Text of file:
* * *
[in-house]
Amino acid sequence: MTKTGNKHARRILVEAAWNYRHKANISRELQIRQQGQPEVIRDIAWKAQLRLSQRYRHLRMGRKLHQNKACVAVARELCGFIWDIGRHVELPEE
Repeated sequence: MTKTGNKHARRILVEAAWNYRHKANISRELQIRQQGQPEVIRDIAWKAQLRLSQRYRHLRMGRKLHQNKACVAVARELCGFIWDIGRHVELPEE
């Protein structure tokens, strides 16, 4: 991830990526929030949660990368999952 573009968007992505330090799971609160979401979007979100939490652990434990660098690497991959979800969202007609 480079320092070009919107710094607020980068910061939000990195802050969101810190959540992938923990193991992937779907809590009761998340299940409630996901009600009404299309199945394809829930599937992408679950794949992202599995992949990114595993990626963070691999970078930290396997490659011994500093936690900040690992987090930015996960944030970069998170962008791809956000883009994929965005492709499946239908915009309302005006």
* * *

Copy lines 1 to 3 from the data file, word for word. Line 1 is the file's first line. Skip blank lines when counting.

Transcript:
[in-house]
Amino acid sequence: MTKTGNKHARRILVEAAWNYRHKANISRELQIRQQGQPEVIRDIAWKAQLRLSQRYRHLRMGRKLHQNKACVAVARELCGFIWDIGRHVELPEE
Repeated sequence: MTKTGNKHARRILVEAAWNYRHKANISRELQIRQQGQPEVIRDIAWKAQLRLSQRYRHLRMGRKLHQNKACVAVARELCGFIWDIGRHVELPEE